Review: Sunflowers In February by Phyllida Shrimpton

Sunflowers in FebruarySunflowers In February by Phyllida Shrimpton
Genre: Contemporary
Published by: Hot Key Books
Pages: 384
Format: Paperback
Release date: 8/2/18
Rating: ★★★★☆
Where to Find: Goodreads | Book Depository
Summary: Lily wakes up one crisp Sunday morning on the side of the road. She has no idea how she got there. It is all very peaceful. and very beautiful. It is only when the police car, and then the ambulance arrive, and she sees her own body, that she realises that she is in fact… dead. But what is she supposed do now? Lily has no option but to follow her body and see her family – her parents and her twin brother start falling apart. And then her twin brother Ben gives her a once in a deathtime opportunity – to use his own body for a while. But will Lily give Ben his body back? She is beginning to have a rather good time…

When I first heard about this book, I thought it sounded to interesting and I really wanted to read it. I don’t think I’ve ever read anything like this before, and I was really curious.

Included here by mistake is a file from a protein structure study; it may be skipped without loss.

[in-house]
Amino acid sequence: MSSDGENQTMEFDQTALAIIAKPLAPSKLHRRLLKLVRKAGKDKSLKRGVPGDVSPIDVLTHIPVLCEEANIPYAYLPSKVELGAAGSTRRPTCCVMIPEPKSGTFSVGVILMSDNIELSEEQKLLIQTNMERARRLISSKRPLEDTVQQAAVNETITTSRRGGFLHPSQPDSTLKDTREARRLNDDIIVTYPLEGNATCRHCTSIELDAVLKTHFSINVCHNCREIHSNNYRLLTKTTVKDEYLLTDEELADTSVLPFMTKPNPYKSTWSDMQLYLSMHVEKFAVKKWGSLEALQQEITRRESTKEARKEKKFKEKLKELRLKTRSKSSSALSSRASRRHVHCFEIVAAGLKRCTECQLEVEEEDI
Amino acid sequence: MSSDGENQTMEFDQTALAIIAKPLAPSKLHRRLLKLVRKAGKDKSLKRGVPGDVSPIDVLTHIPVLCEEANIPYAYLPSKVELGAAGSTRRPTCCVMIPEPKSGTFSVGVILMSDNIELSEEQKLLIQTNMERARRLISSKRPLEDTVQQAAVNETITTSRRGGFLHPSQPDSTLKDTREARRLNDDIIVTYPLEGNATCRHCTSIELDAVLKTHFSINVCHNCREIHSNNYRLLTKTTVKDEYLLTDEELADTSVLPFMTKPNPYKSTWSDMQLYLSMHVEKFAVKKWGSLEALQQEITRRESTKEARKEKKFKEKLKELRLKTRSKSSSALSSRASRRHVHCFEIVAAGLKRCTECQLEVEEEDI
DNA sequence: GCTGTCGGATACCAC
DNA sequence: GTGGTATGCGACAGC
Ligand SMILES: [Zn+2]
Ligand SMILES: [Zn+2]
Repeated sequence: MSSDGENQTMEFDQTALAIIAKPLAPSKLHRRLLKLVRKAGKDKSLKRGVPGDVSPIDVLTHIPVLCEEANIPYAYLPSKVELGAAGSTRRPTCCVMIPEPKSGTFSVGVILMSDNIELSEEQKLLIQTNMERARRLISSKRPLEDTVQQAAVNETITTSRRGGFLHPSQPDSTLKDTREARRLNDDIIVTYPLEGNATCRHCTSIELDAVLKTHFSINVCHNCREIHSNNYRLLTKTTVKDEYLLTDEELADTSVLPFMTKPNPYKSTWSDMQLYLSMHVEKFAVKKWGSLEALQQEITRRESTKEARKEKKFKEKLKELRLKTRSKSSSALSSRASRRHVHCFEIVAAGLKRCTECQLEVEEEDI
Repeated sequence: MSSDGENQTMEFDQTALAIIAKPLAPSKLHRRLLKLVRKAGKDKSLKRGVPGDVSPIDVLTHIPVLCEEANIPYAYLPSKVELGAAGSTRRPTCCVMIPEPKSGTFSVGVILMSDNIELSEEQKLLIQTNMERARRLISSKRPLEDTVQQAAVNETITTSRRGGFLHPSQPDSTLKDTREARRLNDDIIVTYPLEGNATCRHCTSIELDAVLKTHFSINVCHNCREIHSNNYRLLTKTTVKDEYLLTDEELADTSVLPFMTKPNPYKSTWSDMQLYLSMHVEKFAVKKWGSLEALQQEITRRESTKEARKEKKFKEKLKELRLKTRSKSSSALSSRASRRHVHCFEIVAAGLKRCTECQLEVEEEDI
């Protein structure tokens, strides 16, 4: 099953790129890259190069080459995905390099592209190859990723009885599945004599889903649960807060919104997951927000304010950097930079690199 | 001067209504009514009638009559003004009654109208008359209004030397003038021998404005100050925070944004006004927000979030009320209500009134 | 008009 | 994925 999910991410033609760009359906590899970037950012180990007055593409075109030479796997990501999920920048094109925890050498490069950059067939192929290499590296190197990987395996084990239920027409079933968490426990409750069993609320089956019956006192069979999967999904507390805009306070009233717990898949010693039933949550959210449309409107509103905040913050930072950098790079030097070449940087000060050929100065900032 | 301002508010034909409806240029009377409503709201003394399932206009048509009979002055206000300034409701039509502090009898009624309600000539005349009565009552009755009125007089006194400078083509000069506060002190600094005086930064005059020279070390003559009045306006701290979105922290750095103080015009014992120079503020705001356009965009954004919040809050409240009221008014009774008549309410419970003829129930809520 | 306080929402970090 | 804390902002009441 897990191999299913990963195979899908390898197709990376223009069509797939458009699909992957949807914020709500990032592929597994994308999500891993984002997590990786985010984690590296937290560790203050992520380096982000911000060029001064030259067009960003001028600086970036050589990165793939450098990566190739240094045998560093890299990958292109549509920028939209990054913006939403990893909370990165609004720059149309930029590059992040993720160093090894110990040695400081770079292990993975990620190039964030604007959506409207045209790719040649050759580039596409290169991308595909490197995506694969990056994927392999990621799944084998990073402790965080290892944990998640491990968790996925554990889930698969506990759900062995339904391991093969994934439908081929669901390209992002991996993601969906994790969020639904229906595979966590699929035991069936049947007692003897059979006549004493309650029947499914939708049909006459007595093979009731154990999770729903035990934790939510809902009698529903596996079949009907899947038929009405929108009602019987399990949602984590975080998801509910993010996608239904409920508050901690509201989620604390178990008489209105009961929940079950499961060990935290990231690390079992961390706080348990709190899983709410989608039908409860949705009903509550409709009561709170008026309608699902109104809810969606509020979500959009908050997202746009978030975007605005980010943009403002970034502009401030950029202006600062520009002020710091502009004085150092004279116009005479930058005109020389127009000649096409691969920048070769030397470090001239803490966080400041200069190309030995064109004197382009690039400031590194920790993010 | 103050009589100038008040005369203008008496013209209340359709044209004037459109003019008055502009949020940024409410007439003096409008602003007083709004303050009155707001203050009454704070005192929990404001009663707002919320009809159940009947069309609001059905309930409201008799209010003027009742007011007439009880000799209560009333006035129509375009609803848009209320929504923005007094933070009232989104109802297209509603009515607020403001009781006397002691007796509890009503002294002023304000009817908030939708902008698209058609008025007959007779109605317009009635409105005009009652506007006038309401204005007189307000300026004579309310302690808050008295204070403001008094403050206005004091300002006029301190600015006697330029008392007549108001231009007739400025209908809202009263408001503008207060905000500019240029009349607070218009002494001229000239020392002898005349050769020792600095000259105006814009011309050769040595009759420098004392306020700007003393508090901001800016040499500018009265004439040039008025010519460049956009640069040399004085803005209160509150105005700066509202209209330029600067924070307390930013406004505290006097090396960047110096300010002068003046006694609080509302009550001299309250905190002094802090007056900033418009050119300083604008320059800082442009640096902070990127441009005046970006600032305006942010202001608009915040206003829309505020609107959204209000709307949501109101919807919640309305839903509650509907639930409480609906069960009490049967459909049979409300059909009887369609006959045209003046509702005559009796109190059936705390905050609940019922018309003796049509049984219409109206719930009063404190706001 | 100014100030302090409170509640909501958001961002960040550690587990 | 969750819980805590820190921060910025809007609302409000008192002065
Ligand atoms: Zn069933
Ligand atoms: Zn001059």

I found this book so emotional. Within the first 100 pages I was nearly crying. I really like books that make me emotional, and that make me cry, so that was a good start for me.

I really liked all the characters. I found the main character, Lily, way more relatable than I usually find characters who are close to death and are trying to live as much as they can in the short time they have left. I’ve read other books where the main character who is near to death has a bucket list that includes things like smoking and drugs and near death experiences, and that is really not something I can relate to. I found Lily’s list way more relatable, which was really nice.

I also liked Lily’s family. I really appreciated the fact that they seemed to be aware that Lily’s twin, Ben, knew her the best, and they went with most of his ideas for her funeral. That made me happy.

I really liked the fact that as well as getting the story from Lily’s point of view, there are also chapters from the point of view of characters who new her. I really liked seeing first hand how Lily’s death affected them and how they slowly recovered.

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